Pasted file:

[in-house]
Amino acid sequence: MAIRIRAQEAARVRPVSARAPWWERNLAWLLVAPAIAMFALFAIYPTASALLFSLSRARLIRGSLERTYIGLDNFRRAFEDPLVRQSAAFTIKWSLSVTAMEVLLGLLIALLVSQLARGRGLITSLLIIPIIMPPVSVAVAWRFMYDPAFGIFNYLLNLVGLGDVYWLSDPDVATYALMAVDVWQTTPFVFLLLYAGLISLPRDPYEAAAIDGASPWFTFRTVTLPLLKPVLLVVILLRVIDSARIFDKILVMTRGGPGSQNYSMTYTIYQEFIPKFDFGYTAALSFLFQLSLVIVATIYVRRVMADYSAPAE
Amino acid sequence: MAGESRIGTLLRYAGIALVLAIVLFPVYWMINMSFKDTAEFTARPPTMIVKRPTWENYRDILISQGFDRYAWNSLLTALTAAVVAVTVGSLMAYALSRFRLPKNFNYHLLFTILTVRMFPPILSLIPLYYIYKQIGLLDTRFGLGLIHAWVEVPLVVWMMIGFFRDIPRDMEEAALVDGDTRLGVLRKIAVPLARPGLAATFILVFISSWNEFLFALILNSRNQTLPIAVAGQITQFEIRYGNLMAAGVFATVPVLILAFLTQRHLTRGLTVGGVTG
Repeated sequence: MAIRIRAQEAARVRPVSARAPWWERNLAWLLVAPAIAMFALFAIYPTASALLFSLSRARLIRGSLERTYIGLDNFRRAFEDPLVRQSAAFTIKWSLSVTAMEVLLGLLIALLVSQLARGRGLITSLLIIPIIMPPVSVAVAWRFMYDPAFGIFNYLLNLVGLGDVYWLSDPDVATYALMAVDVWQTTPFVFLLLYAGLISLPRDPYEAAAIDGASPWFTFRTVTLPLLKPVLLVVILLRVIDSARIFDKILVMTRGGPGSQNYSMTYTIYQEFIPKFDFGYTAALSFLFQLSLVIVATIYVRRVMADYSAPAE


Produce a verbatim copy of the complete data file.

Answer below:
[in-house]
Amino acid sequence: MAIRIRAQEAARVRPVSARAPWWERNLAWLLVAPAIAMFALFAIYPTASALLFSLSRARLIRGSLERTYIGLDNFRRAFEDPLVRQSAAFTIKWSLSVTAMEVLLGLLIALLVSQLARGRGLITSLLIIPIIMPPVSVAVAWRFMYDPAFGIFNYLLNLVGLGDVYWLSDPDVATYALMAVDVWQTTPFVFLLLYAGLISLPRDPYEAAAIDGASPWFTFRTVTLPLLKPVLLVVILLRVIDSARIFDKILVMTRGGPGSQNYSMTYTIYQEFIPKFDFGYTAALSFLFQLSLVIVATIYVRRVMADYSAPAE
Amino acid sequence: MAGESRIGTLLRYAGIALVLAIVLFPVYWMINMSFKDTAEFTARPPTMIVKRPTWENYRDILISQGFDRYAWNSLLTALTAAVVAVTVGSLMAYALSRFRLPKNFNYHLLFTILTVRMFPPILSLIPLYYIYKQIGLLDTRFGLGLIHAWVEVPLVVWMMIGFFRDIPRDMEEAALVDGDTRLGVLRKIAVPLARPGLAATFILVFISSWNEFLFALILNSRNQTLPIAVAGQITQFEIRYGNLMAAGVFATVPVLILAFLTQRHLTRGLTVGGVTG
Repeated sequence: MAIRIRAQEAARVRPVSARAPWWERNLAWLLVAPAIAMFALFAIYPTASALLFSLSRARLIRGSLERTYIGLDNFRRAFEDPLVRQSAAFTIKWSLSVTAMEVLLGLLIALLVSQLARGRGLITSLLIIPIIMPPVSVAVAWRFMYDPAFGIFNYLLNLVGLGDVYWLSDPDVATYALMAVDVWQTTPFVFLLLYAGLISLPRDPYEAAAIDGASPWFTFRTVTLPLLKPVLLVVILLRVIDSARIFDKILVMTRGGPGSQNYSMTYTIYQEFIPKFDFGYTAALSFLFQLSLVIVATIYVRRVMADYSAPAE